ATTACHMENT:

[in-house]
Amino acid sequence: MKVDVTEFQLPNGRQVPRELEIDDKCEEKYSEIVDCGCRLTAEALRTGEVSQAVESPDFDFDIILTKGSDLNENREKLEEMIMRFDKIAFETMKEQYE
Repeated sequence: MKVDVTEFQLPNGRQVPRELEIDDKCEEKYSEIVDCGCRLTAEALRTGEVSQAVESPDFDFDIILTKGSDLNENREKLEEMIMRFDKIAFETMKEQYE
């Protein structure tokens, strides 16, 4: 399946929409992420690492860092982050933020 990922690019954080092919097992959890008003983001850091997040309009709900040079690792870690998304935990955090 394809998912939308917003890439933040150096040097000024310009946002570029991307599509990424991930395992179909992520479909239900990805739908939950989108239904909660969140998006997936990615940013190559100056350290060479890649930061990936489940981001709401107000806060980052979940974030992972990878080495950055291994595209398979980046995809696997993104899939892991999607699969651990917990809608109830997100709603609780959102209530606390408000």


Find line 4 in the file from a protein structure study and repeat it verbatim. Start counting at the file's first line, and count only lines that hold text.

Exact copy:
């Protein structure tokens, strides 16, 4: 399946929409992420690492860092982050933020 990922690019954080092919097992959890008003983001850091997040309009709900040079690792870690998304935990955090 394809998912939308917003890439933040150096040097000024310009946002570029991307599509990424991930395992179909992520479909239900990805739908939950989108239904909660969140998006997936990615940013190559100056350290060479890649930061990936489940981001709401107000806060980052979940974030992972990878080495950055291994595209398979980046995809696997993104899939892991999607699969651990917990809608109830997100709603609780959102209530606390408000």